Why, after nine years, I finally came out to my students.

This article tells the story of Daniel Gray, a teacher from South London in the UK, who came out to all of his students. Follow Daniel on Twitter at @thatgayteacher

I’ve done it. After nine years of teaching, I finally came out to my students. It shouldn’t be a big deal in this day and age but, unfortunately, it still is.

When I was a pupil myself, at a secondary school in Basingstoke in the Nineties, I had a horrible time. I was subjected to the most horrendous bullying on an almost-daily basis, from knuckle-scraping Neanderthal boys. This was before I even knew I was gay – they all seemed to know something I didn’t, and delighted in making my life hell. When it was raised with a teacher, during the time of Clause 28, I was told that, “it’s just something we have to put up with”.

I decided to become a teacher to right a few wrongs, to give young people the opportunities I didn’t have; to make them feel safe, respected and secure.

It took a long time, however, to be fully honest about who I am – partly because I was warned categorically in my training year never to come out.

“Don’t give the pupils any ammunition,” I was told. In hindsight, isn’t this kind of comment doing young people a disservice?

When a new head teacher arrived at my current school, I decided to broach the idea of commemorating LGBT History Month. He was all for it.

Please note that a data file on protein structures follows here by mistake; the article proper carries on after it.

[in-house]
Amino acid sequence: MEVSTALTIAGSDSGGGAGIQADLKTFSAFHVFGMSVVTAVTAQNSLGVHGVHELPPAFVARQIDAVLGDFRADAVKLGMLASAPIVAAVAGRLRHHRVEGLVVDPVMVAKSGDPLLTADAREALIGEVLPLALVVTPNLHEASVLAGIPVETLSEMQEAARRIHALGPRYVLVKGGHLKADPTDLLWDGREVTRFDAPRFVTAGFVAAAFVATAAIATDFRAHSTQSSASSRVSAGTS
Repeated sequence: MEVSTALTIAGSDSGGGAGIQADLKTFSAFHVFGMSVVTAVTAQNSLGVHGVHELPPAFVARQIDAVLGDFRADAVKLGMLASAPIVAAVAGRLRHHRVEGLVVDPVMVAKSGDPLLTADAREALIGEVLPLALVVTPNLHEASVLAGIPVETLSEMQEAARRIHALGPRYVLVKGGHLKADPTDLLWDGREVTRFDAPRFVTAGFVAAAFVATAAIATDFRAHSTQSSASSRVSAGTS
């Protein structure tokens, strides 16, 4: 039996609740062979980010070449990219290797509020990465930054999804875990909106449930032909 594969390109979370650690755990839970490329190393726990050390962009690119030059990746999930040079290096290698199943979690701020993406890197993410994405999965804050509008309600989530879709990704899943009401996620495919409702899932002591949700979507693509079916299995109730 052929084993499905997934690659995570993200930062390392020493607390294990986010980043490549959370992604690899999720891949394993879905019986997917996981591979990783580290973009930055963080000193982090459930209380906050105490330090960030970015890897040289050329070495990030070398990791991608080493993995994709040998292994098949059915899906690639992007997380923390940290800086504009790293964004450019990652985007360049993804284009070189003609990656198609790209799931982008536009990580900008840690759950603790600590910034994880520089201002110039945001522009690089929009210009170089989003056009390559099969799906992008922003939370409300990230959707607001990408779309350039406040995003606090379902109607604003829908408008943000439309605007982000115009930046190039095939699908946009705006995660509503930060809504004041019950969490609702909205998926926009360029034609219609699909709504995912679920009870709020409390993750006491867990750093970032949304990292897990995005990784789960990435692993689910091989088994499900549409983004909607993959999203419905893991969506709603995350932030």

I wanted to increase visibility of LGBT+ people and issues in our school and “normalise” it. So now, all subjects being taught to all pupils will include LGBT+ issues for one lesson this month. In geography, students are being taught about LGBT+ safe spaces and why some cities have a higher queer population than others. In languages, students are being taught about Polari, while in maths they are learning about Alan Turing and his struggles and how these led to his suicide.

As part of this range of events, I thought it would be a good idea to come out to pupils in an assembly. It’s something I have wanted to do for some time — the final frontier, perhaps.

I hoped it would build an open and positive relationship with students. If we are going to increase visibility and acceptance of the LGBT+ community, then we must start with ourselves as role models.

I thought about how it would have helped me to have an LGBT+ figure to look up to and decided to go for it. While discussing all the things we are doing, I said: “As a gay man, I know how important it is to have positive role models.” No drama, no jazz hands. Done.